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September 1974

Cardiac Complications: Results of Penetrating Chest Wounds Involving the Heart

Arch Intern Med. 1974;134(3):491-496. doi:10.1001/archinte.1974.00320210101014

Twenty-seven patients had penetrating chest trauma that involved the heart during a 21-month period of a prospective study. One patient died. Seventeen patients were treated with emergency surgery. Electrocardiograms showed pericarditis changes in all patients.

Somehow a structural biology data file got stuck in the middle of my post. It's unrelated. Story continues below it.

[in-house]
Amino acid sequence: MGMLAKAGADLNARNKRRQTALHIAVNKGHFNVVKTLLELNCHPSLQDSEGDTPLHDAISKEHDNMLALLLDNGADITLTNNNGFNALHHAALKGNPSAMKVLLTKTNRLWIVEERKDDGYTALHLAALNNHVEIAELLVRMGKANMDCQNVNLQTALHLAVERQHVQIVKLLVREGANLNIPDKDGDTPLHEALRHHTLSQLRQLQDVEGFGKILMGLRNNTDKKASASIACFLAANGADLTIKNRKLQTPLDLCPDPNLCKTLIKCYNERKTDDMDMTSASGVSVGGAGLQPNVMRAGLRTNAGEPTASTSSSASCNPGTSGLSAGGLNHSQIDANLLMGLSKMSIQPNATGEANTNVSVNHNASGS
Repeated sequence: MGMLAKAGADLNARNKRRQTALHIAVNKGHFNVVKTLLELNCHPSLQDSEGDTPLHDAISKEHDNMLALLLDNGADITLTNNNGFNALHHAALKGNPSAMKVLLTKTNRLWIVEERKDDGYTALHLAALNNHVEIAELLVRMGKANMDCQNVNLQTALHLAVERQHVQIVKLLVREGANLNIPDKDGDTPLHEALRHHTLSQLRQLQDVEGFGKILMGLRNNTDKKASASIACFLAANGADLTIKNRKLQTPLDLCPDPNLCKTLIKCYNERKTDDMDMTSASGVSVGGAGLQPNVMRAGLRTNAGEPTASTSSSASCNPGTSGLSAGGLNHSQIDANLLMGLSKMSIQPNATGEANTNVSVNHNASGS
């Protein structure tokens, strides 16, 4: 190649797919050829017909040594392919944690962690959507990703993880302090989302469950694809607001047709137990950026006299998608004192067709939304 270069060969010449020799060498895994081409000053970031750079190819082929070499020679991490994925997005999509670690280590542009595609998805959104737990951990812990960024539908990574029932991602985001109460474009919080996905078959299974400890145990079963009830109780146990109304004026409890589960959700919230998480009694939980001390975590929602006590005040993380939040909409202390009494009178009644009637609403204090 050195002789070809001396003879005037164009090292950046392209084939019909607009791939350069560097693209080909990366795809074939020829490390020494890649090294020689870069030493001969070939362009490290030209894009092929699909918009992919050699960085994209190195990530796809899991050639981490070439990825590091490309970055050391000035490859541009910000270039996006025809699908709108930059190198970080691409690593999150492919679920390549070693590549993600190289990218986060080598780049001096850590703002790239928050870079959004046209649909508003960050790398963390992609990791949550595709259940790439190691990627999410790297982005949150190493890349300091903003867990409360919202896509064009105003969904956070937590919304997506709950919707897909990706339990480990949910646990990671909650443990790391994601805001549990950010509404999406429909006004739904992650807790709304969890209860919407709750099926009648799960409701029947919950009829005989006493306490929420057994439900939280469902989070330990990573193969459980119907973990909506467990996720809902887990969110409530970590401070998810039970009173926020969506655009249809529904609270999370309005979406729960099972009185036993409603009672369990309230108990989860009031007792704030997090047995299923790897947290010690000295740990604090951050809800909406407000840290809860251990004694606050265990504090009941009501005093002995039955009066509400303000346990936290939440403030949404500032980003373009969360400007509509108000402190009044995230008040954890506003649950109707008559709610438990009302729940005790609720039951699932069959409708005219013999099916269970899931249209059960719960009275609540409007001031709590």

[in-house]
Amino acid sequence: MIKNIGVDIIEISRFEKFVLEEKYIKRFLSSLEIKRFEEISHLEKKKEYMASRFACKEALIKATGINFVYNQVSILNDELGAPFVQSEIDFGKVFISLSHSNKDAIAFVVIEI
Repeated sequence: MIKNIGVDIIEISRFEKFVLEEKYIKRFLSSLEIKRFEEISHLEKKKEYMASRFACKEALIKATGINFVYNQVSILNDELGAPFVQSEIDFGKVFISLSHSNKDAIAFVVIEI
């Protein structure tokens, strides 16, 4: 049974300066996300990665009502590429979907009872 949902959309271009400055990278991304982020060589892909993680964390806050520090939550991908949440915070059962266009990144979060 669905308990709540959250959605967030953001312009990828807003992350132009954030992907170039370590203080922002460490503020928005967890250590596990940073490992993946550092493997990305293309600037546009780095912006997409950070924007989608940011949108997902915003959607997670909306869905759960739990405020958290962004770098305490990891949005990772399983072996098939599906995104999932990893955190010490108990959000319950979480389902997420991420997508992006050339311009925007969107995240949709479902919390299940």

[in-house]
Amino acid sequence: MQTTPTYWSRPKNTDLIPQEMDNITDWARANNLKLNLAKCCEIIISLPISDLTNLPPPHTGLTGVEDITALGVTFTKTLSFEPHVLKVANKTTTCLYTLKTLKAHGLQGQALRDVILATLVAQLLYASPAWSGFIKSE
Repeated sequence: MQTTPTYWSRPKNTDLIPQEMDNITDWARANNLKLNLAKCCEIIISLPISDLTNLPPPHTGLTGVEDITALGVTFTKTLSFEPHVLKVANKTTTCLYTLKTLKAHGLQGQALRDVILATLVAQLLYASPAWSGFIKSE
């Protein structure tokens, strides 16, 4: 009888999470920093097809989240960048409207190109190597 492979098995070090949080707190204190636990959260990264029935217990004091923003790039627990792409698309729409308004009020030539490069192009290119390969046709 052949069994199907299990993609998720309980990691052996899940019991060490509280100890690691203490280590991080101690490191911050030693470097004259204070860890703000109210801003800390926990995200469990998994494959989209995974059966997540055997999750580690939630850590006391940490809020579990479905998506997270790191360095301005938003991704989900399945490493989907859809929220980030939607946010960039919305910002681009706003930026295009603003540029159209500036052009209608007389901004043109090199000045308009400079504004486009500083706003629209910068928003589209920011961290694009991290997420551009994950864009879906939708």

Fifteen patients (56%) developed 18 cardiac complications. Five of these (33%) needed definitive therapy. Cardiac complications included (1) late onset hemopericarditis and cardiac tamponade; (2) myocardial infarction; (3) complete heart block; (4) intracardiac defects (including ventricular septal defect, aorto-right ventricular communication with aortic incompetence, and a combination of the two), and (5) anterior descending coronary artery aneurysm with coronary arteriovenous fistula and left ventricular aneurysm.

There is a high incidence of serious cardiac complications in patients with penetrating chest trauma involving the heart, and close follow-up of these patients is important.